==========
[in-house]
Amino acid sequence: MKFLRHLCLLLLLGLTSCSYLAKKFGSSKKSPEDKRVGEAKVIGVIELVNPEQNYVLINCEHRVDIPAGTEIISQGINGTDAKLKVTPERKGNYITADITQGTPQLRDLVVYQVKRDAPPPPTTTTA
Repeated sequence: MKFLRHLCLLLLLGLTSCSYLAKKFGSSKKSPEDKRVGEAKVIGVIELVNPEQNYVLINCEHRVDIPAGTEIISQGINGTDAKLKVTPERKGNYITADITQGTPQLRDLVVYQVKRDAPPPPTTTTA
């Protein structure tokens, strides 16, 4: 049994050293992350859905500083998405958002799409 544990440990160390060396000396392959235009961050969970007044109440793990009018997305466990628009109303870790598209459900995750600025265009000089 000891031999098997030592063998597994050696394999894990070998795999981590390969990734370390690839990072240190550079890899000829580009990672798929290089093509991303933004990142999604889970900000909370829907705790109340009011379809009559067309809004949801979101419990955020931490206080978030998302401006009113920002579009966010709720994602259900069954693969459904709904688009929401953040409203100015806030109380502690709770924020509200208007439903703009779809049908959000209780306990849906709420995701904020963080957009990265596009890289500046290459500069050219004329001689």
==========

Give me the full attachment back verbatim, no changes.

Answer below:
[in-house]
Amino acid sequence: MKFLRHLCLLLLLGLTSCSYLAKKFGSSKKSPEDKRVGEAKVIGVIELVNPEQNYVLINCEHRVDIPAGTEIISQGINGTDAKLKVTPERKGNYITADITQGTPQLRDLVVYQVKRDAPPPPTTTTA
Repeated sequence: MKFLRHLCLLLLLGLTSCSYLAKKFGSSKKSPEDKRVGEAKVIGVIELVNPEQNYVLINCEHRVDIPAGTEIISQGINGTDAKLKVTPERKGNYITADITQGTPQLRDLVVYQVKRDAPPPPTTTTA
């Protein structure tokens, strides 16, 4: 049994050293992350859905500083998405958002799409 544990440990160390060396000396392959235009961050969970007044109440793990009018997305466990628009109303870790598209459900995750600025265009000089 000891031999098997030592063998597994050696394999894990070998795999981590390969990734370390690839990072240190550079890899000829580009990672798929290089093509991303933004990142999604889970900000909370829907705790109340009011379809009559067309809004949801979101419990955020931490206080978030998302401006009113920002579009966010709720994602259900069954693969459904709904688009929401953040409203100015806030109380502690709770924020509200208007439903703009779809049908959000209780306990849906709420995701904020963080957009990265596009890289500046290459500069050219004329001689």